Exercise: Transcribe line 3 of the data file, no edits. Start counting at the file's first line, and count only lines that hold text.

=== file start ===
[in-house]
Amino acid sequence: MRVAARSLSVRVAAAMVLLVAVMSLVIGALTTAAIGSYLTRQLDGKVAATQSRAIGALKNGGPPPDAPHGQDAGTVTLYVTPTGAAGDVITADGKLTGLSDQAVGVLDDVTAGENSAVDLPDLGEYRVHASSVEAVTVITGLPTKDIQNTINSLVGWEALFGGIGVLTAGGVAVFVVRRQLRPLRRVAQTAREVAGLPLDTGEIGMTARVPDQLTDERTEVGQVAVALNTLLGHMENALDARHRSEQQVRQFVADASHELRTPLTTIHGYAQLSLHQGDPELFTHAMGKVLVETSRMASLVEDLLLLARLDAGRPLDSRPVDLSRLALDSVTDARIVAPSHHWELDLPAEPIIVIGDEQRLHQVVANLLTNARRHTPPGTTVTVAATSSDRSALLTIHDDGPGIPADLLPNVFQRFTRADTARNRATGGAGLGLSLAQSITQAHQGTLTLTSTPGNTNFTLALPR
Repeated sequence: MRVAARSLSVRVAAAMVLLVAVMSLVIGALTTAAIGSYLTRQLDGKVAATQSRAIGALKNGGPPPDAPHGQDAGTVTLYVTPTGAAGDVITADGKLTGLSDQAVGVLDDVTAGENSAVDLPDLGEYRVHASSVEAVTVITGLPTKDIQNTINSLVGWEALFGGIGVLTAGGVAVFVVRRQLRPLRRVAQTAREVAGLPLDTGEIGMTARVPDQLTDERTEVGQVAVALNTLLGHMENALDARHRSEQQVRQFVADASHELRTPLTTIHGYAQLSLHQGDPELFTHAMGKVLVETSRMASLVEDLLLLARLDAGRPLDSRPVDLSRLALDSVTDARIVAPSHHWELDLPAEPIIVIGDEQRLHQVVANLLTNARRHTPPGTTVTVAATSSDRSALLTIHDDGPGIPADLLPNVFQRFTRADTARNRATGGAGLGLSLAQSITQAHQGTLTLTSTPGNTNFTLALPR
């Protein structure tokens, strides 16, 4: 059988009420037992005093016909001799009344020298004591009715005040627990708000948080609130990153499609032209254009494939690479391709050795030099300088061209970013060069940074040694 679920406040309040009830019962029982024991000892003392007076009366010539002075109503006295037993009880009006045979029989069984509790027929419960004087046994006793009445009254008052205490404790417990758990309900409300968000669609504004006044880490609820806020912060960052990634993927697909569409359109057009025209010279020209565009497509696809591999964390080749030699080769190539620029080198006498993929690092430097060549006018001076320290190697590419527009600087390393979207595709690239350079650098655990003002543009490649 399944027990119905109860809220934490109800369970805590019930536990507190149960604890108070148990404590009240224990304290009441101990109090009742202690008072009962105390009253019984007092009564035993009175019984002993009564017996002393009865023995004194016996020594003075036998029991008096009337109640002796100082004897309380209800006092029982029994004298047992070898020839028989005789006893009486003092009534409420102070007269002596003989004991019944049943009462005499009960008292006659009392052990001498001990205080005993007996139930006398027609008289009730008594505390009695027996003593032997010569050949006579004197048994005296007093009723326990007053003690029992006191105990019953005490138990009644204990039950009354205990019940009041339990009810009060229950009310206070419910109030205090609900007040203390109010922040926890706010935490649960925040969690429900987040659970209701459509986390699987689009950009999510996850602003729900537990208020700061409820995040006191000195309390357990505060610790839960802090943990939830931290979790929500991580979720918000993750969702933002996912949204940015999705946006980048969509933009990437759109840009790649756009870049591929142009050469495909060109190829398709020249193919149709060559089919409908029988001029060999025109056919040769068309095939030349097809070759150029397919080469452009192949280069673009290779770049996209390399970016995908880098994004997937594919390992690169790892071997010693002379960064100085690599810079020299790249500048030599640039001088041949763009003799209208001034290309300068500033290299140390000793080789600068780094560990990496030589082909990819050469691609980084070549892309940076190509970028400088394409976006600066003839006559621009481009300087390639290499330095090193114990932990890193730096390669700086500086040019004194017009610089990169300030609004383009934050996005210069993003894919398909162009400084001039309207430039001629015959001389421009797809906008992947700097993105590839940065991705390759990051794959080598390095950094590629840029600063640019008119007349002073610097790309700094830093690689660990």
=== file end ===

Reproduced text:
Repeated sequence: MRVAARSLSVRVAAAMVLLVAVMSLVIGALTTAAIGSYLTRQLDGKVAATQSRAIGALKNGGPPPDAPHGQDAGTVTLYVTPTGAAGDVITADGKLTGLSDQAVGVLDDVTAGENSAVDLPDLGEYRVHASSVEAVTVITGLPTKDIQNTINSLVGWEALFGGIGVLTAGGVAVFVVRRQLRPLRRVAQTAREVAGLPLDTGEIGMTARVPDQLTDERTEVGQVAVALNTLLGHMENALDARHRSEQQVRQFVADASHELRTPLTTIHGYAQLSLHQGDPELFTHAMGKVLVETSRMASLVEDLLLLARLDAGRPLDSRPVDLSRLALDSVTDARIVAPSHHWELDLPAEPIIVIGDEQRLHQVVANLLTNARRHTPPGTTVTVAATSSDRSALLTIHDDGPGIPADLLPNVFQRFTRADTARNRATGGAGLGLSLAQSITQAHQGTLTLTSTPGNTNFTLALPR